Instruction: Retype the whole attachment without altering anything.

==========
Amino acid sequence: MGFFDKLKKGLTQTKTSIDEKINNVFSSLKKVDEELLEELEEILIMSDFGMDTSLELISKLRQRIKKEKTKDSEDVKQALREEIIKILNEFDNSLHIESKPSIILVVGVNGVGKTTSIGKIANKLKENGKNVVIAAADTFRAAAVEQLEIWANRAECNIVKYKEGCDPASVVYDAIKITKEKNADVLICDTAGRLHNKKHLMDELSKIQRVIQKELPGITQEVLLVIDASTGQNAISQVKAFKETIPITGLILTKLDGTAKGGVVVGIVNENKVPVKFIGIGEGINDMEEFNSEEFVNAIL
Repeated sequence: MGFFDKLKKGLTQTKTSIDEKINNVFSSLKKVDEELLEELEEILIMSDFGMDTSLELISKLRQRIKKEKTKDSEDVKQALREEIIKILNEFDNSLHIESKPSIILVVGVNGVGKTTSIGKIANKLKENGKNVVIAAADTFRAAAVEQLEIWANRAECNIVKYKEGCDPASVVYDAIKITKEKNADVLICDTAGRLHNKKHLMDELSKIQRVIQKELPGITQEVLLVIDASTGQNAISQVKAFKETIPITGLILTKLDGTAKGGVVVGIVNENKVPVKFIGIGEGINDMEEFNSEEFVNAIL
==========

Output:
Amino acid sequence: MGFFDKLKKGLTQTKTSIDEKINNVFSSLKKVDEELLEELEEILIMSDFGMDTSLELISKLRQRIKKEKTKDSEDVKQALREEIIKILNEFDNSLHIESKPSIILVVGVNGVGKTTSIGKIANKLKENGKNVVIAAADTFRAAAVEQLEIWANRAECNIVKYKEGCDPASVVYDAIKITKEKNADVLICDTAGRLHNKKHLMDELSKIQRVIQKELPGITQEVLLVIDASTGQNAISQVKAFKETIPITGLILTKLDGTAKGGVVVGIVNENKVPVKFIGIGEGINDMEEFNSEEFVNAIL
Repeated sequence: MGFFDKLKKGLTQTKTSIDEKINNVFSSLKKVDEELLEELEEILIMSDFGMDTSLELISKLRQRIKKEKTKDSEDVKQALREEIIKILNEFDNSLHIESKPSIILVVGVNGVGKTTSIGKIANKLKENGKNVVIAAADTFRAAAVEQLEIWANRAECNIVKYKEGCDPASVVYDAIKITKEKNADVLICDTAGRLHNKKHLMDELSKIQRVIQKELPGITQEVLLVIDASTGQNAISQVKAFKETIPITGLILTKLDGTAKGGVVVGIVNENKVPVKFIGIGEGINDMEEFNSEEFVNAIL